Yo! Deadlines call, so we’re taking this week off. Thanks for your understanding!
Compared to Venus flytraps, which clamp their jaw-like leaves around flies and other small, wriggly bits of prey, the various pitcher plants in existence must seem like pretty benign carnivores. Their way of capturing prey strikes me as a bit like windmill fighting: can they help it if juicy insects and ripe-looking amphibians happen to tumble into the pits of digestive enzymes waiting at the bottom of their pitcher-shaped leaves?
In fact, pitcher plants don’t consume every organism that ends up in the pit. Some of those organisms actually help pitcher plants process the other creatures they’re about to eat, somewhat like parents who cut their children’s food for them, though slightly more savage.
Nepenthes is a genus of pitcher plant found primarily in the southeast Pacific. Each leaf starts with a thin tendril at the tip, then inflates like a long balloon until finally, at maturity, a flap of leaf material at the tip opens, and a pitcher is formed.
Pitchers in general are excellent for holding liquid, and those belonging to the plants of genus Nepenthes are no exception, though the sweet, attractive nectar and the digestive enzymes that they produce differ substantially from the iced tea you might pour yourself on a hot summer day.
As effective as the digestive juices that Nepenthes make (capable, in some species, of taking out entire mice) are, the digestion process can always stand to go more quickly. Some Nepenthes have tiny hollow chambers in their stems where ants can make their homes. Instead of falling into the pitchers, the ants snag other insects attracted by the nectar. The ants are sloppy eaters, which is a good thing for Nepenthes, as the stray insect crumbs slip into the pitcher and get digested much sooner than an entire insect would.
So some ants and some pitcher plants make good matches. Others, not so much. Sarracenia is another genus of pitcher plant; some of its member species grow from the grounds of peat bogs in North America (including Illinois’ own Volo Bog). A Sarracenia‘s pitcher looks different from that of a Nepenthes, in part thanks to a flange running the length of the leaf that creates a stream of nectar. Ants climb the leaf and follow the trail, which leads to the edge of the long, tall pit, and—whoops, in they go.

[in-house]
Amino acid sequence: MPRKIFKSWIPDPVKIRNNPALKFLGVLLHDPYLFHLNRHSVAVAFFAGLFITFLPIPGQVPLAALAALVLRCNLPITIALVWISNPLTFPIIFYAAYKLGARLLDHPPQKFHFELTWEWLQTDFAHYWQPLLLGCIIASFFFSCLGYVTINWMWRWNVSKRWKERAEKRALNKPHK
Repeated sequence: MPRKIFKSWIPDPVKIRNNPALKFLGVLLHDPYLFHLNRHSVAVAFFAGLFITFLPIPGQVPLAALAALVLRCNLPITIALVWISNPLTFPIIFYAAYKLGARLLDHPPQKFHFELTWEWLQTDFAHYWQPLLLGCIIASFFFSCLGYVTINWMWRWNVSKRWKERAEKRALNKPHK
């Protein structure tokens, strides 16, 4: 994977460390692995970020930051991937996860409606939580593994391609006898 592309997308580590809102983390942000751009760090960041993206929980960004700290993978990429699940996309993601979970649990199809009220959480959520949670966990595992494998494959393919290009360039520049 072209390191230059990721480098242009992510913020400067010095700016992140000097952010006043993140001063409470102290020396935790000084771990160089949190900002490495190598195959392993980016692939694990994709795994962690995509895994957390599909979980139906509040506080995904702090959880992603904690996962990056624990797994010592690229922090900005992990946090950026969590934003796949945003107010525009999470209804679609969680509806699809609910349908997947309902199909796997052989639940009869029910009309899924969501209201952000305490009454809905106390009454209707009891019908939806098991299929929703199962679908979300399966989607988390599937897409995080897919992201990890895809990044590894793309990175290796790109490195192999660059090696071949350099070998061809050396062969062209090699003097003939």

That’s not to say that Sarracenia species can’t play nicely with others. The larvae of some insects, such as the blowfly, live inside the pitcher and feed on partially digested remains, while bacteria in the water that also collects in the bottom of the pitcher help get that digestion going in the first place.
Though they pose a threat to some living creatures, pitcher plants hardly are isolated organisms, at least within a habitat. In the case of Nepenthes, our evolutionary tree suggests otherwise, as Nepenthes are believed to exist much in the same form that they have for millions of years. In other words, the Nepenthes genus has no close relatives.
That’s okay, little pitcher plants. At least the ants seem content keeping you company.
Some caterpillars possess amazing defense mechanisms, the kind that exist to make parents and guardians forever fretful when their kids go out to play. Other caterpillars mimic bird poop. I guess the phrase “different strokes for different folks” applies to the non-folks of the animal kingdom as well.
Caterpillars are the larval forms of both moths and butterflies, squishy little worm-like creatures that emerge from eggs. Their squishiness makes them incredibly attractive to several members of the animal kingdom including birds and squirrels that, like me around midnight, are always on the lookout for a snack that’s easy to eat.
So to become a bit more difficult to eat, several species’ caterpillars have evolved features along their bodies that discourage other animals from poking at them, usually through the always discouraging use of toxic chemicals. The larval forms of such frequent flyers as the Io Moth, the Buck Moth, and the Hag Moth all have bodies lined with stinging hairs and quills that are connected to poison sacs. These hairs can break skin, allowing the toxic chemical to seep beneath them. Humans who get stung by these caterpillars may experience symptoms ranging from minor irritation to everybody’s favorite, intestinal discomfort.
Given how most people feel about having a churning sensation in their lower abdomens, it’s understandable that a lot of people avoid touching caterpillars just to be on the safe side. The majority of caterpillars are not stinging caterpillars, though. Unlike the stinging caterpillars listed above, others have bumps on their bodies that appear harmful but really are just for show.